Down in Alpine, not far from Sylacauga, Debbie Wade read the news, and it was ruthlessly bleak. The darkness was unabated: the spread of the novel coronavirus, the sickness, the deaths, the fear, the unknown. And there was nothing she could do.
Well, there was one thing.
“I’m not a seamstress,” she said, “but I can sew.”
So she started sewing.
And, yes, Debbie’s last name is the same as the Calhoun County sheriff’s because she is Sheriff Matthew Wade’s mother. She’s intrinsically connected to the sheriff’s office’s deputies and staff members.
She’s cooked them meals of chicken and dumplings. She helps out at the department’s annual turkey frys. She’s a regular at the place. “I have to say, I think they like my cooking,” she said.
And she’s worried about those people, her people. Law enforcement are particularly exposed to the COVID-19 disease because they have no choice but to deal with the public and inmates. So she and her sister in Heflin, Stacy Gordon, this week began a two-woman crusade to provide every Calhoun County Sheriff’s Office employee a hand-made and washable face mask.
That’s more than 100 masks, if you’re counting.
“I want my son and all the department to be safe,” she said. “You know, you just have to protect them the best you can. He’s my baby and I love all those people. They are always so nice when I go over there, they all give me a hug. They are just all special people.”
The masks are needed because of the way COVID-19 is transmitted — and because the dwindling global supply of medical-grade masks is one of the pandemic’s most grotesque traits. It’s an astonishing story.
“All over the country,” The New York Times reported this week, “homebound Americans are crafting thousands upon thousands of face masks to help shield doctors, nurses and many others from the coronavirus.”
Farhad Manjoo, an op-ed columnist at The Times, explained Wednesday that 80 percent of the world’s masks are made in China, where the virus began and exports have dramatically slowed. He wrote: “Given the vast global need for masks — in the United States alone, fighting the coronavirus will consume 3.5 billion face masks, according to an estimate by the Department of Health and Human Services — corporate generosity will fall short. People in the mask business say it will take a few months, at a minimum, to significantly expand production.” And that’s not good enough.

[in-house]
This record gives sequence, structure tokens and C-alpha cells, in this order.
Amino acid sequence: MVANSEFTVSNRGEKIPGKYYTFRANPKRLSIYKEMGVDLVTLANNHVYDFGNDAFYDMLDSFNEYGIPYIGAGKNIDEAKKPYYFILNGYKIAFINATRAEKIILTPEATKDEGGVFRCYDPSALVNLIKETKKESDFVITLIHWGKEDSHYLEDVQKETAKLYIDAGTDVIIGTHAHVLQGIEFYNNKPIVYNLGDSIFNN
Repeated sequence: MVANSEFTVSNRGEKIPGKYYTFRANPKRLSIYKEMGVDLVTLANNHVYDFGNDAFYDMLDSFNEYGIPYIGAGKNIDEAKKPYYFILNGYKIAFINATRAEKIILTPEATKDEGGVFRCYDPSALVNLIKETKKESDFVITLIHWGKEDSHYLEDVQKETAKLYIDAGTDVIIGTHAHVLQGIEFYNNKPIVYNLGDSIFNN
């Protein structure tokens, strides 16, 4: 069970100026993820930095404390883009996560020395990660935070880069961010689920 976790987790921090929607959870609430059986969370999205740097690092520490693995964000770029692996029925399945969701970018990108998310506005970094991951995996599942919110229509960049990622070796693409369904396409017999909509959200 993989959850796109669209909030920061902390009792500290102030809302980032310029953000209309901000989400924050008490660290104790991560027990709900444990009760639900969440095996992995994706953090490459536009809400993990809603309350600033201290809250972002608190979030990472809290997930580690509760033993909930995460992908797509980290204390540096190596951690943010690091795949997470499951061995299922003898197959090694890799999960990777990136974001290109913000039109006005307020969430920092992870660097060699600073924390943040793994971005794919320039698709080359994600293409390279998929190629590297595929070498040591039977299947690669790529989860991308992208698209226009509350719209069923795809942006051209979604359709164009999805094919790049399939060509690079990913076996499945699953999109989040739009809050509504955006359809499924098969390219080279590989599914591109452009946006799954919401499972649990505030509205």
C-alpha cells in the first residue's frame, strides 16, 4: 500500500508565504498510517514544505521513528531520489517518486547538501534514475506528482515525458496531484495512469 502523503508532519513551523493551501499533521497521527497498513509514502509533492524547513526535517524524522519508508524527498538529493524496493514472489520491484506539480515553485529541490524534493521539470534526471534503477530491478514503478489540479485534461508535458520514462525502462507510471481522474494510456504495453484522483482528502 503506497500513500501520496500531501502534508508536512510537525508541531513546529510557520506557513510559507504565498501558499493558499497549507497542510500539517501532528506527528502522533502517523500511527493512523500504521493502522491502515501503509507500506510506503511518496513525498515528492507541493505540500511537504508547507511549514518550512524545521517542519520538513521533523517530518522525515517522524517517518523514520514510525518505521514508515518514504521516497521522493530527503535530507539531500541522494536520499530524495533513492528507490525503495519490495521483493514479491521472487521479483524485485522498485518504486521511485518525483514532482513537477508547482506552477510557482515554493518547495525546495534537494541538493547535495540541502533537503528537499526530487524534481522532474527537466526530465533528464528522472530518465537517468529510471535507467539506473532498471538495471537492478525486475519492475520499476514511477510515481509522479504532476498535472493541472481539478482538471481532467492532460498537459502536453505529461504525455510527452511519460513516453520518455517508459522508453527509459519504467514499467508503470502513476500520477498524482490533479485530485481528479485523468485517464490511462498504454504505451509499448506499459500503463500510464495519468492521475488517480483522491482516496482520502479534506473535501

So Americans are sewing.
Debbie, a retired high school science teacher, didn’t have a pattern for face masks. So she did what everyone does today. She turned to YouTube.
She asked her sister — whose son, Kyle Gordon, is a Calhoun County deputy — if she wanted to help, even though she’s only had her sewing machine since Christmas.
She said yes. And off to the Sylacauga Wal-Mart they went.
There each bought two yards of tightly woven cotton fabric and “inner facing” to help filter the air. Medical-grade masks are usually white or some other monochromatic bore. But not Debbie and Stacy’s. “We tried to pick out something colorful,” Debbie said.
They bought swaths of cotton cloth in varying hues and designs: blue-and-gray plaid, blue-and-yellow paisley, even cloth that looks like bandanas in shades of black and blue.
By Wednesday morning Debbie had already made about 20 masks and needed more cotton cloth. She’s eying a few yards that feature yellow and green polka dots.
“We tried to keep in mind that there are men and women (at the Sheriff’s Office),” she said.
A yard of fabric yields about 13 or 14 masks. Each mask takes about 30 minutes to make, and here’s how they do it:
Using hand-drawn patterns, they cut shapes out of the fabric and inner facing. (Debbie’s husband, Jerry Wade, is helping with that chore.) They iron the inner facing to the cloth, essentially sandwiching it between two cotton sheets. They pin the ear straps — some are elastic strips; others are repurposed women’s headbands in bright colors — in place.
Then, they sew. Each mask requires about 15 minutes at the machine.
This home project born out of desperation will likely be finished by the end of the week, 100-plus masks made by two Alabama sisters looking to help, someway, somehow.
“You can split hairs about this that way or the other way,” the sheriff said, “but these two ladies care about their sons and the people who work with me. It makes me proud.”
And that their handiwork isn’t medical grade?
“These masks,” he said, “are made with mothers’ love.” Good enough, in other words.